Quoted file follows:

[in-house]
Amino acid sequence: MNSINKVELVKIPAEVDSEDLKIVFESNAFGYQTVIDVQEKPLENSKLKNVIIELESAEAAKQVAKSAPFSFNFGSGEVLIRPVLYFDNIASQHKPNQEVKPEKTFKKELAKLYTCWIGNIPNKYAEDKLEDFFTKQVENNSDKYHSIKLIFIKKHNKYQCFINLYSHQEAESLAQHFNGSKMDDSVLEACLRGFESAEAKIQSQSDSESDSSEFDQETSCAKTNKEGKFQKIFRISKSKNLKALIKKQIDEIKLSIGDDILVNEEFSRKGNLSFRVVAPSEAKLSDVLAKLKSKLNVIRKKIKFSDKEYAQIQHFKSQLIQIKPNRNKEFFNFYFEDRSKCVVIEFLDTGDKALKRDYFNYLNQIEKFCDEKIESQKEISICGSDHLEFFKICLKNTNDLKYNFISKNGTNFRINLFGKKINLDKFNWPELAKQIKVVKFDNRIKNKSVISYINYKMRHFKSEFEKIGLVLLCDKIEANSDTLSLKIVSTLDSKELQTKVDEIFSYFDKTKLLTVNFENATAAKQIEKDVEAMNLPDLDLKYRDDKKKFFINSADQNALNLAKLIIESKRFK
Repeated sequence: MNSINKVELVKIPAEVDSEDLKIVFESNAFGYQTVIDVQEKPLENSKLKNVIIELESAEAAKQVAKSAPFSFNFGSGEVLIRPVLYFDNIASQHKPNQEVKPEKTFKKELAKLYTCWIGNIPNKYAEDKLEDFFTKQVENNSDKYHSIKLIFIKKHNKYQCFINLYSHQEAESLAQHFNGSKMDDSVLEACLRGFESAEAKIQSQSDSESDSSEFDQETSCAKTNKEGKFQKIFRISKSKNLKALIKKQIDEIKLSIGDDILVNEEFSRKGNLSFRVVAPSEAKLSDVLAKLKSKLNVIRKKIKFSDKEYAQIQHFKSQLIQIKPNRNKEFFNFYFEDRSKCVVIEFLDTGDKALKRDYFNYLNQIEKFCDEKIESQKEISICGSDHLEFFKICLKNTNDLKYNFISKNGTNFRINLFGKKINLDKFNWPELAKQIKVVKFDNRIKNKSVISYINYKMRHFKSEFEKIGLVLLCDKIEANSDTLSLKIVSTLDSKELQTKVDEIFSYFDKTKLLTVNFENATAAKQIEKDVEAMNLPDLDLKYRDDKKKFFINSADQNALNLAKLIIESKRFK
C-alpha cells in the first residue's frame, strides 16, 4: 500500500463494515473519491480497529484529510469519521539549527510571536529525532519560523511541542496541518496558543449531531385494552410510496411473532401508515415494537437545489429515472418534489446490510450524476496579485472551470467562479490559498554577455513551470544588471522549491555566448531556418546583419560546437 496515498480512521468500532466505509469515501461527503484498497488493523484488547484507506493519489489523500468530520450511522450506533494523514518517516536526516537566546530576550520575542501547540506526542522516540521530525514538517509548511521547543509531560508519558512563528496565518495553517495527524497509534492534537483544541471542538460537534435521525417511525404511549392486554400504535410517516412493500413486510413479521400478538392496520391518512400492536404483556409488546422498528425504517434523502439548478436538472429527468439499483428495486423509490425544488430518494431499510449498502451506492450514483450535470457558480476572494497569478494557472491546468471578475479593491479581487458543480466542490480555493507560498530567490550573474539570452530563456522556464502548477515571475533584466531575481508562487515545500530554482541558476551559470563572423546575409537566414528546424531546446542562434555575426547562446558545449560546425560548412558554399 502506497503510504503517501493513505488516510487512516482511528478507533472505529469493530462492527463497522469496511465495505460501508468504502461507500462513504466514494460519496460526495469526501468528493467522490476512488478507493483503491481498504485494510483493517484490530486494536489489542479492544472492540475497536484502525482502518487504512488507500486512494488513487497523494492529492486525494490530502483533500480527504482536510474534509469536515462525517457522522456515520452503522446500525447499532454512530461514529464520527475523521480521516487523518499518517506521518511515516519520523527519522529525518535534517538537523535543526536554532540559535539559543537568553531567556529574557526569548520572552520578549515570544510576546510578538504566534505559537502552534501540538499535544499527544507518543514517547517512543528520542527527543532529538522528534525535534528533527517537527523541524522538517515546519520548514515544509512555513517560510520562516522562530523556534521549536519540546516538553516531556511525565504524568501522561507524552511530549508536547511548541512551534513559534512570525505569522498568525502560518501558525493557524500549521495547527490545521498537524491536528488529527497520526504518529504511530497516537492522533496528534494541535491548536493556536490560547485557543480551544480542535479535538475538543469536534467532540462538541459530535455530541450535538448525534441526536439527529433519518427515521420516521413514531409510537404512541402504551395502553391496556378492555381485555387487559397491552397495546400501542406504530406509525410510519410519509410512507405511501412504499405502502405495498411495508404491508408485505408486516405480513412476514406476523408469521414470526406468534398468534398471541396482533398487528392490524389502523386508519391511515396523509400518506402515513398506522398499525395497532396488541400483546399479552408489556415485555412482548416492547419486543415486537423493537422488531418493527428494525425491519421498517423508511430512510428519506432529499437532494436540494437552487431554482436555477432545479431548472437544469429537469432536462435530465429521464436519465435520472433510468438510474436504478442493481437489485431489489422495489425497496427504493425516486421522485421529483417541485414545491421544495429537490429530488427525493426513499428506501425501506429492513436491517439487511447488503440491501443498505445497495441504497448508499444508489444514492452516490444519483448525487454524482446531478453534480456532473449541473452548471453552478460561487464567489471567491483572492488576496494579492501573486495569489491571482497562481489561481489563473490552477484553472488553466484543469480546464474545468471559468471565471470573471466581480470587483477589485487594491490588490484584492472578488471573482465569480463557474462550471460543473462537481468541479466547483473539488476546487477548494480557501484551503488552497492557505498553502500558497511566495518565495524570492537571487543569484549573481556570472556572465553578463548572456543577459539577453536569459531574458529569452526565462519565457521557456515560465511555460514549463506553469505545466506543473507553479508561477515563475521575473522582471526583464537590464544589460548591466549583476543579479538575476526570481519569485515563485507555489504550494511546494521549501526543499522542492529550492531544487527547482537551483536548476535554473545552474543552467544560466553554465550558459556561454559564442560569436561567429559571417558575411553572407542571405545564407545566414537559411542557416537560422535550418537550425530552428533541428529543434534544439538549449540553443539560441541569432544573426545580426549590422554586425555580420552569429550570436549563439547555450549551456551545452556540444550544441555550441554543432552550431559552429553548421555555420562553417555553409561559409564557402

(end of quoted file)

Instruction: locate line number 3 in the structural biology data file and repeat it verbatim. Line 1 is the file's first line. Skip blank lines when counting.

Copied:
Repeated sequence: MNSINKVELVKIPAEVDSEDLKIVFESNAFGYQTVIDVQEKPLENSKLKNVIIELESAEAAKQVAKSAPFSFNFGSGEVLIRPVLYFDNIASQHKPNQEVKPEKTFKKELAKLYTCWIGNIPNKYAEDKLEDFFTKQVENNSDKYHSIKLIFIKKHNKYQCFINLYSHQEAESLAQHFNGSKMDDSVLEACLRGFESAEAKIQSQSDSESDSSEFDQETSCAKTNKEGKFQKIFRISKSKNLKALIKKQIDEIKLSIGDDILVNEEFSRKGNLSFRVVAPSEAKLSDVLAKLKSKLNVIRKKIKFSDKEYAQIQHFKSQLIQIKPNRNKEFFNFYFEDRSKCVVIEFLDTGDKALKRDYFNYLNQIEKFCDEKIESQKEISICGSDHLEFFKICLKNTNDLKYNFISKNGTNFRINLFGKKINLDKFNWPELAKQIKVVKFDNRIKNKSVISYINYKMRHFKSEFEKIGLVLLCDKIEANSDTLSLKIVSTLDSKELQTKVDEIFSYFDKTKLLTVNFENATAAKQIEKDVEAMNLPDLDLKYRDDKKKFFINSADQNALNLAKLIIESKRFK